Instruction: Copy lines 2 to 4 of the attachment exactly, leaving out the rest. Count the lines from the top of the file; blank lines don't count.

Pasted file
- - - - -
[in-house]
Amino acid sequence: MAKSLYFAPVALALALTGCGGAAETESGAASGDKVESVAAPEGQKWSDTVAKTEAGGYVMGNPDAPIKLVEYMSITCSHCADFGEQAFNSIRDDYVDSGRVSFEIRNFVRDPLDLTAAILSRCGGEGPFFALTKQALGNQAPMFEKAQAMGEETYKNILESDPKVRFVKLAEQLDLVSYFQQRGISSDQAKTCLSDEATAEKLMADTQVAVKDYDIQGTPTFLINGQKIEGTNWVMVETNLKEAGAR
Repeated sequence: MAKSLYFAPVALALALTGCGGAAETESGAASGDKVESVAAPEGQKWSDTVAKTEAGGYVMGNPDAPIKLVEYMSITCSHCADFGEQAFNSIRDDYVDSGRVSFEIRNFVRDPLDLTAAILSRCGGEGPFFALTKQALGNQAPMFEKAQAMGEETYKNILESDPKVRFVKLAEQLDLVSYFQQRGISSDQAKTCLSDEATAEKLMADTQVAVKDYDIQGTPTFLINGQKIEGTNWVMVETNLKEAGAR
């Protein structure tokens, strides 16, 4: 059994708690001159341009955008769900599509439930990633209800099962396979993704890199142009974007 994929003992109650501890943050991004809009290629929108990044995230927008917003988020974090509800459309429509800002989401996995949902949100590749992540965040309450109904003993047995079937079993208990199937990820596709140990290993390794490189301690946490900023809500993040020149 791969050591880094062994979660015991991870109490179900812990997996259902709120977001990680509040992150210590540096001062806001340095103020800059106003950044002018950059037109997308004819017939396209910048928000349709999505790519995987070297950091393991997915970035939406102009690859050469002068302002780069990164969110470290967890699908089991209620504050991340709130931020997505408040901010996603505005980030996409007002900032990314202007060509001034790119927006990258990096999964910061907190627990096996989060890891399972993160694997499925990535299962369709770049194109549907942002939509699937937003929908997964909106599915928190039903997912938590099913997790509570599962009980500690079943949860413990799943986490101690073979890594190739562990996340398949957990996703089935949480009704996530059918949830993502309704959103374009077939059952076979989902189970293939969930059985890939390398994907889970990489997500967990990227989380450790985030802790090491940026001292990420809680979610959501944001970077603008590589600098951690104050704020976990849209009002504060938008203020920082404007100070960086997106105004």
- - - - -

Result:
Amino acid sequence: MAKSLYFAPVALALALTGCGGAAETESGAASGDKVESVAAPEGQKWSDTVAKTEAGGYVMGNPDAPIKLVEYMSITCSHCADFGEQAFNSIRDDYVDSGRVSFEIRNFVRDPLDLTAAILSRCGGEGPFFALTKQALGNQAPMFEKAQAMGEETYKNILESDPKVRFVKLAEQLDLVSYFQQRGISSDQAKTCLSDEATAEKLMADTQVAVKDYDIQGTPTFLINGQKIEGTNWVMVETNLKEAGAR
Repeated sequence: MAKSLYFAPVALALALTGCGGAAETESGAASGDKVESVAAPEGQKWSDTVAKTEAGGYVMGNPDAPIKLVEYMSITCSHCADFGEQAFNSIRDDYVDSGRVSFEIRNFVRDPLDLTAAILSRCGGEGPFFALTKQALGNQAPMFEKAQAMGEETYKNILESDPKVRFVKLAEQLDLVSYFQQRGISSDQAKTCLSDEATAEKLMADTQVAVKDYDIQGTPTFLINGQKIEGTNWVMVETNLKEAGAR
């Protein structure tokens, strides 16, 4: 059994708690001159341009955008769900599509439930990633209800099962396979993704890199142009974007 994929003992109650501890943050991004809009290629929108990044995230927008917003988020974090509800459309429509800002989401996995949902949100590749992540965040309450109904003993047995079937079993208990199937990820596709140990290993390794490189301690946490900023809500993040020149 791969050591880094062994979660015991991870109490179900812990997996259902709120977001990680509040992150210590540096001062806001340095103020800059106003950044002018950059037109997308004819017939396209910048928000349709999505790519995987070297950091393991997915970035939406102009690859050469002068302002780069990164969110470290967890699908089991209620504050991340709130931020997505408040901010996603505005980030996409007002900032990314202007060509001034790119927006990258990096999964910061907190627990096996989060890891399972993160694997499925990535299962369709770049194109549907942002939509699937937003929908997964909106599915928190039903997912938590099913997790509570599962009980500690079943949860413990799943986490101690073979890594190739562990996340398949957990996703089935949480009704996530059918949830993502309704959103374009077939059952076979989902189970293939969930059985890939390398994907889970990489997500967990990227989380450790985030802790090491940026001292990420809680979610959501944001970077603008590589600098951690104050704020976990849209009002504060938008203020920082404007100070960086997106105004």